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Compensation jumps for BC's highest-paid corporate leaders during pandemic

BC execs see big raises

While the global COVID-19 pandemic meant wage loss and layoffs for many, the same can’t be said for British Columbia’s highest-paid executives, who reported compensation growth during 2020, according to data collected on Business in Vancouver’s Top 100 Highest-Paid Executives in B.C. list.

The average total compensation for the top 100 highest paid executives jumped by nearly $2 million (61.3%) to $4.81 million from $2.99 million.

The average one-year compensation growth rate was pulled higher because of outliers like No. 57 Brian Hill, Aritzia’s founder and CEO, who received a 35,705.8% compensation increase to just above $3 million in 2020 from $8,402 in 2019. Hill received $1.5 million in stock options and share-based compensation in 2020 after taking only a dollar in salary the year before.

There were also a number of executives whose compensation increased a multiple of two times or more over the previous year, which significantly boosted average compensation for the top 100 paid executives. The median compensation growth on the list, which better addresses outliers, was 24.3% in 2021, significantly higher than the median compensation growth rate in 2020 of 1.6%.

Employees, however, did not enjoy the same degree of wage growth. Among five companies with employment expenses delineated on their financial statements, average employee compensation grew 2% compared with the double-digit and higher compensation growth of their companies’ executives.

Average employee compensation at Teck Resources Ltd. fell 9.3% in 2020 while the average Teck Resources executive on the list with two years of compensation data posted an average increase of 16.9%. The smallest compensation increase for a Teck executive was a 7.3% – for No. 53 Peter Rozee, senior vice-president, commercial and legal affairs.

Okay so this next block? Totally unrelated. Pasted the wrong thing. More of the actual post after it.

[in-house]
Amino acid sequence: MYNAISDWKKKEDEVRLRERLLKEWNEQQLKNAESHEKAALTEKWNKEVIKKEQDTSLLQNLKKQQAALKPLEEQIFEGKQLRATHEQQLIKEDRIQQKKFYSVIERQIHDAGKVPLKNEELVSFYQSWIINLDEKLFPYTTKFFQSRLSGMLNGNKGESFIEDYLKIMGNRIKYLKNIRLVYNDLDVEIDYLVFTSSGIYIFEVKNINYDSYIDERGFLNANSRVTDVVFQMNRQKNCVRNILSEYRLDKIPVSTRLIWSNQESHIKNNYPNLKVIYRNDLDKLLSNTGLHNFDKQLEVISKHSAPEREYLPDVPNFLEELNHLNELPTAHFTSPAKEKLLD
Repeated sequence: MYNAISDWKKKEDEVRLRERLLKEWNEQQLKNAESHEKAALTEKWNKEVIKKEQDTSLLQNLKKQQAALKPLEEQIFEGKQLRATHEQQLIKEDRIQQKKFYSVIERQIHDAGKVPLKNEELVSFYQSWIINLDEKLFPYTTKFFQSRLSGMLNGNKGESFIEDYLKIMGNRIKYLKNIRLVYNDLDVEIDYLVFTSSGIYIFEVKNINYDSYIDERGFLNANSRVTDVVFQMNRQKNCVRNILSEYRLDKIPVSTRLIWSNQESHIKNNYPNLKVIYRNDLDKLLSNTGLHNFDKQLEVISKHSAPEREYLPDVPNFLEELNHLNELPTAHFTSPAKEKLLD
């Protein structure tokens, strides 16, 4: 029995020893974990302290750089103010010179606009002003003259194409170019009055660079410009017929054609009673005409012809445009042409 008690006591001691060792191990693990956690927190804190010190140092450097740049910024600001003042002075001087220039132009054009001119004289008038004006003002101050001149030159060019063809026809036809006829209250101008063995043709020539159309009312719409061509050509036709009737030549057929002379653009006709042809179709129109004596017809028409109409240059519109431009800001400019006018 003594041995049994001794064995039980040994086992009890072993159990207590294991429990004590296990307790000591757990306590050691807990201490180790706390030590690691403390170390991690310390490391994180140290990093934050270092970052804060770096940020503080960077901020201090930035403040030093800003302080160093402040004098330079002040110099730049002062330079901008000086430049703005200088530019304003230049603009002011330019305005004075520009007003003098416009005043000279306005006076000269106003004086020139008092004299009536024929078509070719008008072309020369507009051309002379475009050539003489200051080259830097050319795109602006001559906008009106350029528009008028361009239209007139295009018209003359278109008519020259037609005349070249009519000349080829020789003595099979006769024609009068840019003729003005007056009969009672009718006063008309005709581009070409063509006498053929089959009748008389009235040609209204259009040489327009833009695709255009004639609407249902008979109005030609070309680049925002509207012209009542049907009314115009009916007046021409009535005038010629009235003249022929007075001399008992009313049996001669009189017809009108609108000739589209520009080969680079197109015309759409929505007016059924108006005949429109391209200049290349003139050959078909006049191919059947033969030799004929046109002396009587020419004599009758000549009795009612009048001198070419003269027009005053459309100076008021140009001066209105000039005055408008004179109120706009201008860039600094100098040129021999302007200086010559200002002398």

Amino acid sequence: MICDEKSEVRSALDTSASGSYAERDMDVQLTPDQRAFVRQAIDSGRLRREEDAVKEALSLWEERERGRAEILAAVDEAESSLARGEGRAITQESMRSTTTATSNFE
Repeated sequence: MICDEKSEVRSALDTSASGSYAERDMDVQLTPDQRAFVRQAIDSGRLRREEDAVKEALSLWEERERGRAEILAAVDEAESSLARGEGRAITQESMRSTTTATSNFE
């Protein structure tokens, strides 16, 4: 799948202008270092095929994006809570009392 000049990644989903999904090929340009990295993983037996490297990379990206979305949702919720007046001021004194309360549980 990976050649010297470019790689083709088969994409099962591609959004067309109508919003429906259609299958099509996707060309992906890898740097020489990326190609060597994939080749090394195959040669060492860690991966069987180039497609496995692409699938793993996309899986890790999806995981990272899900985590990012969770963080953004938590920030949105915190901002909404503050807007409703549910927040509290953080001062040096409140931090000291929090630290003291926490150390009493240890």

However, not all companies on the list reported executive compensation increases at the expense of employee compensation. During the pandemic, the five Telus executives on BIV’s list had an average compensation growth of 3.5% compared with an average employee compensation growth of 7.2%. This discrepancy was largely because three Telus executives, No. 36 Tony Geheran, No. 45 Francois Gratton and No. 53 Eros Spadotto, took compensation cuts. However, No. 2 Darren Entwistle, Telus’ CEO, received an increase of 24.1%, almost three times the rate of the company’s average employee.

Executives at Methanex and B2Gold also took compensation cuts, while average employee compensation increased by 38.9%. Two B2Gold executives took a more than 50% cut in total compensation while the average employee compensation increased 32.8%. No. 59 Michael Cinnamond, B2Gold’s senior vice-president of finance and CFO, and No. 58 William Lytle, B2Gold’s senior vice-president of operations, had the second- and third-largest compensation declines on the list, with each falling 52%. No. 19 L. Scott Thomson, Finning International’s president and CEO, was the only executive whose compensation declined more (down 54.2%).

Over the past five years, No. 20 James Barge, Lionsgate Entertainment’s CFO, has moved up the most on BIV’s list: 57 places from 77th in 2017. This was due in large part to a 187.4% increase in compensation to $6.3 million in 2020 from $2.2 million in 2016.

However, of the executives with five years of data available, the same number that moved up the list dropped down or did not move.

No. 55 George Paleologou, Premium Brands president and CEO, suffered the steepest fall on BIV’s list, dropping 31 places from 24th in 2017. Over the past five years, Paleologou’s compensation dropped just 15.6%, suggesting his decline on the list had more to do with the higher compensation increases of others on the list than his reduced compensation.



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